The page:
Curse of a DIDO girlfriend: the fear of missing out
Hi! I'm Sarah Long. I arrived in Australia from the UK in early 2010 and met my Mr Miner soon after. We're based in Sydney and he does drive-in, drive-out (or DIDO) to Orange in country NSW. I came out here as part of a six-month backpacking trip around the world, and never went home!
The Olympics might have been an anti-climax for the Australian swimming team (sorry had to get that in!) but for us Poms it was a serious cause for celebration and national pride.
Watching the opening ceremony for London 2012, flanked on either side by gold and green Aussie advocates of Sydney 2000, I was overcome with emotion for my home country.
This went on for the whole two weeks of the Games, and of course left me pining for the green pastures of England.
But I don’t think it was true homesickness. No, this was more a feeling that I was missing out on something seriously BIG at home.
Now, I am a chronic sufferer of Fear of Missing Out (or FOMO, if you will).
- Going out four nights in a row, even when your liver hurts;
- Trying to fit in three dinners in one night because you can’t turn down an invitation; and
- Catching two buses and a train to the other side of the city just for after-work drinks on a Friday night.
When Mr Miner is away at work I often find myself suffering from FOMO too, wondering what kind of 'couple things' we could be doing if he was home.
At times like these I start to build a hatred of couples walking along the beach holding hands, or enjoying a cup of coffee or glass of wine outside a cafe. I imagine the perfect relationship they must have.
In reality, I know I'm looking at their relationship through rose-tinted glasses. What’s more, I also know that Mr Miner and I are not that kind of couple. (For a start he hates walking on the beach, and I don’t even drink coffee!)
The same goes for the Olympics. I convinced myself that everyone I knew was over there having a great time - that they were all in London having some kind of huge, two-week party. In reality, they were (mostly) all at home watching it on TV too – just at a more convenient time!
When you're part of any kind of long-distance relationship, it's easy to feel like you're isolated and missing out. Whether it’s a big event or just doing things as part of a couple, you can tend to feel a bit sorry for yourself.
The truth (for me at least) is that the grass is greener on the other side, and you always miss what you can’t have. It’s a bit like telling yourself you’re on a diet, and then everything you see suddenly resembles a bar of chocolate or a tub of Ben and Jerry’s icecream.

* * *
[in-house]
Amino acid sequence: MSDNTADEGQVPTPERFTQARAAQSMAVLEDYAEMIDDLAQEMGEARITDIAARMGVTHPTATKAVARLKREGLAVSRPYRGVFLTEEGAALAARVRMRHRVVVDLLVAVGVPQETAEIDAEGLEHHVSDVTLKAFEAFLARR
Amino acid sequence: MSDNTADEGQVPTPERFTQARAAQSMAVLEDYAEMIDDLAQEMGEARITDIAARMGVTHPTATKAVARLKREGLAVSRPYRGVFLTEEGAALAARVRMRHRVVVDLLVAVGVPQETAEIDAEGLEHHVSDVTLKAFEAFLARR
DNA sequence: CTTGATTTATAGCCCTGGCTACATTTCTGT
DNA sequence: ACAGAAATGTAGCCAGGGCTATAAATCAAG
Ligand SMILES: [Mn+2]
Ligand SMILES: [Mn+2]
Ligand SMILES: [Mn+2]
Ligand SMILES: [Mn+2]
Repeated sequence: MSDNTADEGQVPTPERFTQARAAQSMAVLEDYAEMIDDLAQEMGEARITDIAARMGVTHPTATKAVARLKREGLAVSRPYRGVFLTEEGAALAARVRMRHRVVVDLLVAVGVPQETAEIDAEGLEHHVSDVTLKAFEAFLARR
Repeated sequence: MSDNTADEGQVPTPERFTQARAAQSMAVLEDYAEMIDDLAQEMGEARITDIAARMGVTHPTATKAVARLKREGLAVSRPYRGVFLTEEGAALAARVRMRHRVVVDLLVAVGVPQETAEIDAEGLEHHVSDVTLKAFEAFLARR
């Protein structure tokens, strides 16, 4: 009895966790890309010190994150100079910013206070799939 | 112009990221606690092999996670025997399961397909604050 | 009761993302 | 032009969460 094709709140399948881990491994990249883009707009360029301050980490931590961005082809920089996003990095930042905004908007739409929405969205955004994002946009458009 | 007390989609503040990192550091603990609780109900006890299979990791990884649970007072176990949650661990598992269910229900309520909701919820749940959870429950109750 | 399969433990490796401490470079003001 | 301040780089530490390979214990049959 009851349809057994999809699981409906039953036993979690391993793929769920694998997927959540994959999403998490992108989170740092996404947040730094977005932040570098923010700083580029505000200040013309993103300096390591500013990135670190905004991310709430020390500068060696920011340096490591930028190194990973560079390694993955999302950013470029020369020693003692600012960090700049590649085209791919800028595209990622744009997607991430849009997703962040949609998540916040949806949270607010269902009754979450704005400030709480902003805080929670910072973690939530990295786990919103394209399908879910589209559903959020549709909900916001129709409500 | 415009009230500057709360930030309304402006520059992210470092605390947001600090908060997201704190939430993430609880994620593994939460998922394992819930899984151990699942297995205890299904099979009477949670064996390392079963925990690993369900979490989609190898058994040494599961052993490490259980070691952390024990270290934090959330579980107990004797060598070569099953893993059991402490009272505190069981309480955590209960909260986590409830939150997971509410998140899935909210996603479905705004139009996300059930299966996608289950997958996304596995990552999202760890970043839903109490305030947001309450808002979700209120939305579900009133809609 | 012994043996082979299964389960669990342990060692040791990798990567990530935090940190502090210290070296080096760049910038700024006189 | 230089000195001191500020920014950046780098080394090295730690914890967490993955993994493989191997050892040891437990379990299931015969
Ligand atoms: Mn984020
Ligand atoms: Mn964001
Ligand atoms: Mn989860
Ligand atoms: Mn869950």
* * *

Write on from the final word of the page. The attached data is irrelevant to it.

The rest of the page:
I can’t have it both ways. And as much I craved the UK when the Olympics were on, no sooner had the Spice Girls finished singing on their London taxis, than I'd dried my eyes and turned my attention to the quickly approaching Aussie summer and the allure of life at the beach.
Sometimes, and especially in DIDO and FIFO relationships, you have to make sacrifices. You have to accept that you'll miss out on certain things.
What I need to remember is that when Mr Miner is away, I get to spend great times with my friends. In fact, I'm free to take up any offer thrown my way.
And let’s face it, how else am I going to fit in four nights out and three back-to-back dinners all in one week!
More from Sarah:
- After two years, a DIDO relationship is still love on steroids
- Body clocks and DIDO rosters: a rather stressful combination
- How anxiety counselling changed my life and prepared me for Mr Miner
- Making new friends - an essential tool in mining life
- Here's why I don't talk to Mr Miner while he's away at the mine site
- Sex confessions of a DIDO miner's girlfriend
- Roses are red and DIDO rosters make me blue
- Mixed emotions and my first mining Christmas
- All you need is trust
- How to make your own Prince Charming
- The guilty pleasure of 'man moaning' about my Mr Miner
- Down days and risotto
- How I met my miner
- Making your own life in a mining town
- So what's Orange really like?
If you've got a question for Sarah or would like to tell your own tale about mining life, we'd love to hear from you. Click here!